IAQ sensors can detect most of these CoCs, so facility managers need no longer rely solely on CO2 concentration as a proxy for IAQ.
The Balancing Act of IAQ Optimization
Increasing ventilation can reduce exposure to VOCs and contaminants of concern as well as transmissibility of airborne pathogens in classrooms and offices. A June 2020 report from Harvard’s T.H. Chan School of Public Health outlined IAQ strategies for reopening schools that include replacing the air in each room five times every hour, or once every 12 minutes. While ventilation (fresh air intake) can be increased without significant capital investment, conditioning the fresh air can increase operational costs and energy use.
An integrated building management solution can enable the use of multi-modal optimization that employs indoor sensors for VOCs and other contaminants of concern as well as exterior sensors that gauge outdoor air quality and weather conditions. For example, if a particular classroom has recently been repainted, sensors will detect elevated VOC levels and direct the HVAC system to pull more fresh air into that space rather than into the entire facility. To minimize energy consumption, that fresh air will be conditioned only to the extent required, based on readings from outdoor sensors.
The same holds for a conference room in an office building that’s designed for 30 occupants but often gets used by only two or three. By monitoring either the number of occupants or the CO2 they generate, sensors determine on a real-condition basis how much fresh air the HVAC needs to pull into that space – rather than supplying a static, wide-open level of ventilation that would not only expend needless energy but likely freeze those two or three occupants out of the room.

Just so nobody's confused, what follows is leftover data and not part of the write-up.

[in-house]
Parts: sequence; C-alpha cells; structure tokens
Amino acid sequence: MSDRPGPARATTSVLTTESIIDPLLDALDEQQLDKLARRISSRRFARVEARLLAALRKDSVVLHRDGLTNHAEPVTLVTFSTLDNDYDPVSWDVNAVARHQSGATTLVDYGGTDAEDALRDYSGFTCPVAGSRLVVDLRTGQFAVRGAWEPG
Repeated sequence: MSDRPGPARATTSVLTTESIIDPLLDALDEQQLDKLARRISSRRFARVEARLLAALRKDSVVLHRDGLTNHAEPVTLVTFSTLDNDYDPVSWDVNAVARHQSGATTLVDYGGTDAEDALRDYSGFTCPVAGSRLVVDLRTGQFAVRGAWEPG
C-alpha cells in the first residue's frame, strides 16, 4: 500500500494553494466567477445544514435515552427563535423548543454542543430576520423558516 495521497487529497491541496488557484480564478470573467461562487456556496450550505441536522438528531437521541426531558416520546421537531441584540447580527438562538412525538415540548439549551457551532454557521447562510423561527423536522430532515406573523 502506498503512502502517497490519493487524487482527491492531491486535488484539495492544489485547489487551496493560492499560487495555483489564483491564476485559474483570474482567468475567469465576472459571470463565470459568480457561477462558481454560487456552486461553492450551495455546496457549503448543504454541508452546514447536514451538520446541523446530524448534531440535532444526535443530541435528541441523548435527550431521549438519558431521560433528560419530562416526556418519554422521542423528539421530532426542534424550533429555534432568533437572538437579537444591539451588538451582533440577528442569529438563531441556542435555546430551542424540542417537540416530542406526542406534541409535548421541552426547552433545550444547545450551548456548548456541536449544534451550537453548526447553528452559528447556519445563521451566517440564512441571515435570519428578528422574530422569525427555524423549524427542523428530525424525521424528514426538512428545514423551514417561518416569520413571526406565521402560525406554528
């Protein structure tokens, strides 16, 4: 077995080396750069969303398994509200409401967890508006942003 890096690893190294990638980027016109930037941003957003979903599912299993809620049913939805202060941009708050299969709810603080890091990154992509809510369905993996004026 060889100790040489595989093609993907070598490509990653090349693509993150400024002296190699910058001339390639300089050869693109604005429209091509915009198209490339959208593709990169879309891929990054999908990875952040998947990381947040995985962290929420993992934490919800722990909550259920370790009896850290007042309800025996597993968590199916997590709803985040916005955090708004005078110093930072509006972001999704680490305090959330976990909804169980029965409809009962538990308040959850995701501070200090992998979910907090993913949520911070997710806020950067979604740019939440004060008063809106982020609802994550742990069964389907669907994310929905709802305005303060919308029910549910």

Buildings require a balancing act of IAQ optimization. It keeps occupants’ well-being in mind by actively monitoring conditions and occupancy in each space and responding dynamically. At the same time, it can use energy more efficiently and sustainably – not only to reduce operational costs but also to be more mindful of a building’s impact to its environment.
- Washington Post, “The coronavirus is airborne. Here’s how to know if you’re breathing other people’s breath,” Chris Mooney, February 10, 2021. [Accessed October 14, 2021]
- New York Times, The hot new back-to-school accessory? An air quality monitor, Emily Anthes, October 10, 2021. [Accessed October 15, 2021]
- ASHRAE Standard 62.1-2019, Ventilation for acceptable indoor air quality. Appendix D. [Accessed October 19, 2021]
- U.S. General Accountability Office, “K-12 Education: School Districts Frequently Identified Multiple Building Systems Needing Updates or Replacement,” June 4, 2020. [Accessed October 15, 2021]
- U.S. Occupational Safety and Health Administration, Technical manual section III, chapter 2: indoor air quality investigation. [Accessed October 19, 2021]
- WELL Certified Institute, Features: Air / Background, Q3 2021. [Accessed October 15, 2021]
- Harvard University, T.H. Chan School of Public Health, Schools for Health: Risk Reduction Strategies for Reopening Schools, June 2020. [Accessed October 20, 2021]